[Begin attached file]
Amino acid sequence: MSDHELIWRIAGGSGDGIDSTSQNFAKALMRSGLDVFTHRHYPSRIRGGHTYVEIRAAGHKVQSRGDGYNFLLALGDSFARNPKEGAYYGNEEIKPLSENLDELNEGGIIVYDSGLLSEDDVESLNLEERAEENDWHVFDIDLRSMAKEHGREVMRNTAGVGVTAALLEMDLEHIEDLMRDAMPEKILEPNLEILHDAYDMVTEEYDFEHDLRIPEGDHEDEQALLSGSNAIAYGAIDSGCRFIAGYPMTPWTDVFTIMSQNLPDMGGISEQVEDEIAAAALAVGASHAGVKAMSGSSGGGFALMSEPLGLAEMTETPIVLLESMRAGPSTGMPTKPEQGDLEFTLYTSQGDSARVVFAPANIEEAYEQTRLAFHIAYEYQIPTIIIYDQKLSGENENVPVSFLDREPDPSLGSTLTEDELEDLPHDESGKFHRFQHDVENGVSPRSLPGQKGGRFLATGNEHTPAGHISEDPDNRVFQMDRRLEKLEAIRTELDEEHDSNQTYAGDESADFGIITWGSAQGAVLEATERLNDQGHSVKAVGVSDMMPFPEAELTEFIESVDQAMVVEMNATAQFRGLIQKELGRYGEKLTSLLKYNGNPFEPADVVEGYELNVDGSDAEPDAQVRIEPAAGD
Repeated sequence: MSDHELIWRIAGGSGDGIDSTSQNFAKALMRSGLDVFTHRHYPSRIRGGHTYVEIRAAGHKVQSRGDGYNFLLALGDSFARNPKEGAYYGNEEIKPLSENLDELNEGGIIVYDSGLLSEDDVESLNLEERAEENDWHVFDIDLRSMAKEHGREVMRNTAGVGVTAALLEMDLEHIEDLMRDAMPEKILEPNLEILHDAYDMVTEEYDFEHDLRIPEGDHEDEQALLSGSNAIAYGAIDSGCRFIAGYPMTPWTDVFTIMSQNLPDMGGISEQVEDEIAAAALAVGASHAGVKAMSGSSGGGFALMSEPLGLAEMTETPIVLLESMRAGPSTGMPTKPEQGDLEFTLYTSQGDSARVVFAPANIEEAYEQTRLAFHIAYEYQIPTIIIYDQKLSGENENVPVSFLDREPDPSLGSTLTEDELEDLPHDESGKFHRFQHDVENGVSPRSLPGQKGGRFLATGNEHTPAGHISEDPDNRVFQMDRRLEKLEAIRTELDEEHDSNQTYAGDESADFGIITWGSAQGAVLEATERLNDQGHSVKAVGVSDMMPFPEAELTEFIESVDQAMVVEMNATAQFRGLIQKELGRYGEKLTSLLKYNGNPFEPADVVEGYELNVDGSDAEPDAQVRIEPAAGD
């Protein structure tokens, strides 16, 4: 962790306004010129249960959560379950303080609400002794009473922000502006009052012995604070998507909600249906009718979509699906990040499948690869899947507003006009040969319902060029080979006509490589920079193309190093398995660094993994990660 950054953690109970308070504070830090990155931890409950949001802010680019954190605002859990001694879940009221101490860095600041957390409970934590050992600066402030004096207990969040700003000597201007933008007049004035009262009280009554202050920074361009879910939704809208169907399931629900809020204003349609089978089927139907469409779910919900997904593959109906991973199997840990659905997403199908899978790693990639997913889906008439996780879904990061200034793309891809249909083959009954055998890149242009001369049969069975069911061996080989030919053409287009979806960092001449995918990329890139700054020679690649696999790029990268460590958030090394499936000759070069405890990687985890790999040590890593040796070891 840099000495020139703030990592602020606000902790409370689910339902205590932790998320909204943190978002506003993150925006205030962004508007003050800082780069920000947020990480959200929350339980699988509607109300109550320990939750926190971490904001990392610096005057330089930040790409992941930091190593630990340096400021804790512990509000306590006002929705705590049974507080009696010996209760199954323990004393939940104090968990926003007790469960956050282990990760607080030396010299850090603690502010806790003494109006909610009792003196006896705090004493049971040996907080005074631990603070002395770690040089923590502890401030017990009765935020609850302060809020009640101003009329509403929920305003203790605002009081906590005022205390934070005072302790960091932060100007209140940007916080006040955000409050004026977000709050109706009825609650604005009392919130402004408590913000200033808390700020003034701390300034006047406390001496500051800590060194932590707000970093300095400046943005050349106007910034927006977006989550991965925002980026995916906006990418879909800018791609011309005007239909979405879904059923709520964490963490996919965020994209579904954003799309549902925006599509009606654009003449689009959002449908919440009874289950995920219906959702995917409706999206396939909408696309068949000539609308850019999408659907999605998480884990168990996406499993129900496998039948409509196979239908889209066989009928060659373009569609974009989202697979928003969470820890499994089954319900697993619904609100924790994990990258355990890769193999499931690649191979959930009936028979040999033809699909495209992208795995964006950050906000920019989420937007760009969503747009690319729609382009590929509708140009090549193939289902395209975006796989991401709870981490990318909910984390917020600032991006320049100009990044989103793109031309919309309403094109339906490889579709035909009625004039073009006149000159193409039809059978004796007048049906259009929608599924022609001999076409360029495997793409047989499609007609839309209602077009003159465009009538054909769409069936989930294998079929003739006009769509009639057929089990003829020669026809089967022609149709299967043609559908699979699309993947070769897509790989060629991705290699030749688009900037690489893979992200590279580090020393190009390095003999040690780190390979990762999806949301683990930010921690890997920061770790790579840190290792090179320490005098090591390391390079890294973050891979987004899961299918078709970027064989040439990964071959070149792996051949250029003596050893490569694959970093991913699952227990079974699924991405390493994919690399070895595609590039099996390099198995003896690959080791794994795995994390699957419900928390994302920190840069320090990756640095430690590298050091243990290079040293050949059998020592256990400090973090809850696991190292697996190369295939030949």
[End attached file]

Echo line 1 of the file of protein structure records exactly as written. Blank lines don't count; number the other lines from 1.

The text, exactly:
Amino acid sequence: MSDHELIWRIAGGSGDGIDSTSQNFAKALMRSGLDVFTHRHYPSRIRGGHTYVEIRAAGHKVQSRGDGYNFLLALGDSFARNPKEGAYYGNEEIKPLSENLDELNEGGIIVYDSGLLSEDDVESLNLEERAEENDWHVFDIDLRSMAKEHGREVMRNTAGVGVTAALLEMDLEHIEDLMRDAMPEKILEPNLEILHDAYDMVTEEYDFEHDLRIPEGDHEDEQALLSGSNAIAYGAIDSGCRFIAGYPMTPWTDVFTIMSQNLPDMGGISEQVEDEIAAAALAVGASHAGVKAMSGSSGGGFALMSEPLGLAEMTETPIVLLESMRAGPSTGMPTKPEQGDLEFTLYTSQGDSARVVFAPANIEEAYEQTRLAFHIAYEYQIPTIIIYDQKLSGENENVPVSFLDREPDPSLGSTLTEDELEDLPHDESGKFHRFQHDVENGVSPRSLPGQKGGRFLATGNEHTPAGHISEDPDNRVFQMDRRLEKLEAIRTELDEEHDSNQTYAGDESADFGIITWGSAQGAVLEATERLNDQGHSVKAVGVSDMMPFPEAELTEFIESVDQAMVVEMNATAQFRGLIQKELGRYGEKLTSLLKYNGNPFEPADVVEGYELNVDGSDAEPDAQVRIEPAAGD